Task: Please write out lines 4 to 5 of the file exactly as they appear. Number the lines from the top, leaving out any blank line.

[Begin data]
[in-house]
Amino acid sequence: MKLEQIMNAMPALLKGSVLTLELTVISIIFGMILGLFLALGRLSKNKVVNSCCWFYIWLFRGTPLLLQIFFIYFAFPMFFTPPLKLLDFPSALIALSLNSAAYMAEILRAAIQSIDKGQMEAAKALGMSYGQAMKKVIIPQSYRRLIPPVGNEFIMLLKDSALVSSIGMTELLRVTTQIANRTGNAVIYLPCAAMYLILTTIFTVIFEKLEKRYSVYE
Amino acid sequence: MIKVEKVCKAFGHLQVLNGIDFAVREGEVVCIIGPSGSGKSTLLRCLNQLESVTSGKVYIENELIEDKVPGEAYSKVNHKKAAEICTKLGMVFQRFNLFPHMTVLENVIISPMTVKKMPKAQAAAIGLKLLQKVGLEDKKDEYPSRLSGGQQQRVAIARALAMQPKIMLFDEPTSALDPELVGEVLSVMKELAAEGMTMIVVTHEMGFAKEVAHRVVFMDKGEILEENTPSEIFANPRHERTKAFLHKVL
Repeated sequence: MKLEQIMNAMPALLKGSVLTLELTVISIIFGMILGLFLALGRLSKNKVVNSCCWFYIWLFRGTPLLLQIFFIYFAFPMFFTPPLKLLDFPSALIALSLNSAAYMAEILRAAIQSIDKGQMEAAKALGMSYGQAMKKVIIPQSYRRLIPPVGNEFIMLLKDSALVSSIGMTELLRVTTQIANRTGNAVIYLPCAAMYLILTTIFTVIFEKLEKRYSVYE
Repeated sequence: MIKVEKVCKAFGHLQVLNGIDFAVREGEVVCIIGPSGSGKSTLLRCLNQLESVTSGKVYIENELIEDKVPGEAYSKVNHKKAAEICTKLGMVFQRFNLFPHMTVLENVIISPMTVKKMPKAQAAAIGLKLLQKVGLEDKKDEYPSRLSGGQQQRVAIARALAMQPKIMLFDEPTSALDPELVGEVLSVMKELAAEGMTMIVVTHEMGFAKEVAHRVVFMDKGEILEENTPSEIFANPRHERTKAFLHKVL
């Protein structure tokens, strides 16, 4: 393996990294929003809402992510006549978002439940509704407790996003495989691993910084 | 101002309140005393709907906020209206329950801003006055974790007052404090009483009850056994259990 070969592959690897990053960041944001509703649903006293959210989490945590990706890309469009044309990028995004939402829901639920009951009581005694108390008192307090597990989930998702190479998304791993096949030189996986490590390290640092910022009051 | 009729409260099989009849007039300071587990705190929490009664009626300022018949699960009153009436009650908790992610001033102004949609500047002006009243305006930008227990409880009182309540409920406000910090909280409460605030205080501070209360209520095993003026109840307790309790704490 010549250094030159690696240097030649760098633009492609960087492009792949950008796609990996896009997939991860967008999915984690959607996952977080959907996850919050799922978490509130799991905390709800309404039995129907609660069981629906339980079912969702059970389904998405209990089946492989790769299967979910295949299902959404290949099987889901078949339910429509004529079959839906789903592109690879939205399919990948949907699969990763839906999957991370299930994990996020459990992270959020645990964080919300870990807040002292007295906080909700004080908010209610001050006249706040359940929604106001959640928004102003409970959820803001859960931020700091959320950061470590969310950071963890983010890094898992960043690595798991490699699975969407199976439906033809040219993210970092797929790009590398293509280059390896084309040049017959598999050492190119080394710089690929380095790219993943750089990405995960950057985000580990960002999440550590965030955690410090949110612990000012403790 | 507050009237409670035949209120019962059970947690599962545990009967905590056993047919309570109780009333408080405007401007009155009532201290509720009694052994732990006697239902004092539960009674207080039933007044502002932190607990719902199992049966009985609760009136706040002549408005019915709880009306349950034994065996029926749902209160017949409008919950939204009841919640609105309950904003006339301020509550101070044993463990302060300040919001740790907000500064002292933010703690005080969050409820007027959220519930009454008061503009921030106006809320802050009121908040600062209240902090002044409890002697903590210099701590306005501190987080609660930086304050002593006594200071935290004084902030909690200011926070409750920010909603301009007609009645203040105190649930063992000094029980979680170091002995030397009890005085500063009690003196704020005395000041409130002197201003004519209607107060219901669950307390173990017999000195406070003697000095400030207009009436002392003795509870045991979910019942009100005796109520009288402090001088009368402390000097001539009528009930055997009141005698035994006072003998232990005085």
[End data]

Repeated sequence: MKLEQIMNAMPALLKGSVLTLELTVISIIFGMILGLFLALGRLSKNKVVNSCCWFYIWLFRGTPLLLQIFFIYFAFPMFFTPPLKLLDFPSALIALSLNSAAYMAEILRAAIQSIDKGQMEAAKALGMSYGQAMKKVIIPQSYRRLIPPVGNEFIMLLKDSALVSSIGMTELLRVTTQIANRTGNAVIYLPCAAMYLILTTIFTVIFEKLEKRYSVYE
Repeated sequence: MIKVEKVCKAFGHLQVLNGIDFAVREGEVVCIIGPSGSGKSTLLRCLNQLESVTSGKVYIENELIEDKVPGEAYSKVNHKKAAEICTKLGMVFQRFNLFPHMTVLENVIISPMTVKKMPKAQAAAIGLKLLQKVGLEDKKDEYPSRLSGGQQQRVAIARALAMQPKIMLFDEPTSALDPELVGEVLSVMKELAAEGMTMIVVTHEMGFAKEVAHRVVFMDKGEILEENTPSEIFANPRHERTKAFLHKVL